Thank you,
      Thomas

      1. Expert Member
        Akos | | #7

        I would find out what they want for a full cavity fill with open cell foam. Open cell spray foam is more environmentally friendly and it uses 1/4 of the polymer of equivalent thickness of closed cell foam.

        1. ethant | | #11

          In what way is open cell more environmentally friendly?

          1. Expert Member
            BILL WICHERS | | #12

            It's greener because it uses a lot less material per unit R value compared to closed cell spray foam. Using less "stuff" to get to your R value target is better, from a green perspective. Unless you need either higher R per inch of closed cell spray foam (which is usually only an issue when space is limited), or you need the vapor barrier you get with thicker layers of closed cell spray foam, open cell is usually a better option since it's both cheaper and greener, and usually also gets a full cavity fill where closed cell is usually under filled.

            Bill

      2. Expert Member
        BILL WICHERS | | #8

        The plank siding is probably the biggest issue then, since that's not really practical to air seal with canned foam. You could use the exterior rigid foam as the air barrier (and interior drywall too, to have some redundancy), and then use batts in the stud bays. That would be one option. I would certainly try for more than 1/2" exterior rigid foam. Under 2" of rigid foam is usually not terribly difficult to work with.

        If you have other issues too, such as rough sawn studs that aren't standard sizes, making it difficult to get a good fit with batts, then spray foam would be an option here as a way to save on labor. I would try for a full fill of open cell spray foam in this case, which will give you a good air seal, and a full-depth fill since open cell is normally installed OVER filled and then trimmed flush with the face of the studs. Open cell should be cheaper than closed cell, but you're doing a deeper fill too, so it might be a wash and cost about the same. This would be a lot easier, and also likely cheaper, than furring out the interior of the wall and adding batts over a layer of closed cell spray foam. I would go with open cell spray foam if you go with spray foam, then push for thicker exterior foam to at least get up to the recommended ratios from the tables.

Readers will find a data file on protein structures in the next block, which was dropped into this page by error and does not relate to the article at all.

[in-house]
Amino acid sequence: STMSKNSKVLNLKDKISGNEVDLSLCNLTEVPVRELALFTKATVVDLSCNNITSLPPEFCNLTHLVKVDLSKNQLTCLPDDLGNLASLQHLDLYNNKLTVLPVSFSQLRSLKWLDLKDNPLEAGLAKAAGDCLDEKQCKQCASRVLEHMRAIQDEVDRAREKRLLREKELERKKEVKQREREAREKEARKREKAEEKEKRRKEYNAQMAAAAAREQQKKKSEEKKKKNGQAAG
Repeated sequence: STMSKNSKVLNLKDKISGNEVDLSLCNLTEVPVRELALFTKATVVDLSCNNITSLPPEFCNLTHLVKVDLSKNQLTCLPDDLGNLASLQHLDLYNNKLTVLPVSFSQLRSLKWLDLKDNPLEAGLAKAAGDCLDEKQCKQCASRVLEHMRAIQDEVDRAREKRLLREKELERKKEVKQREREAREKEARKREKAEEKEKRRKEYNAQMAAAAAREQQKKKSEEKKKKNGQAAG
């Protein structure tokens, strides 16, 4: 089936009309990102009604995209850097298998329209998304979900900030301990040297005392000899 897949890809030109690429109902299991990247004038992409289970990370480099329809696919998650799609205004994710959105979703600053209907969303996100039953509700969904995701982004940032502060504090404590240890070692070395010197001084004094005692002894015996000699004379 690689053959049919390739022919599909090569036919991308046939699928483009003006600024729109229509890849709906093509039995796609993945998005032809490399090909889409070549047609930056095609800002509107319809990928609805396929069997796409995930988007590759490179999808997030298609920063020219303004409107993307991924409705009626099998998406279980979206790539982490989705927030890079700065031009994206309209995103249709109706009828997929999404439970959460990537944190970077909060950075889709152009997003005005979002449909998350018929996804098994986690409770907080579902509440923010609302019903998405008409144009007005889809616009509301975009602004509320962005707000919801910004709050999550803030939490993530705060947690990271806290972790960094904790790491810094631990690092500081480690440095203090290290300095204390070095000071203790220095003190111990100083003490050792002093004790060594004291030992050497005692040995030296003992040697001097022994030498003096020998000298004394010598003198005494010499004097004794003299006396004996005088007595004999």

Bill

  3. Deleted | | #3

    Deleted

  4. 1869farmhouse | | #9

    What you’re proposing is exactly what I did in my own personal home - it worked great. I have 2-3” closed cell foam sprayed over the interior side of the horizontal cedar boards that make up the sheathing and then ~4” of rockwool on top of it. My house had “true” 2x6 framing. It was a job as the studs are all different spacing, but I cut the rockwool batts horizontally to fit and stacked them in the cavities.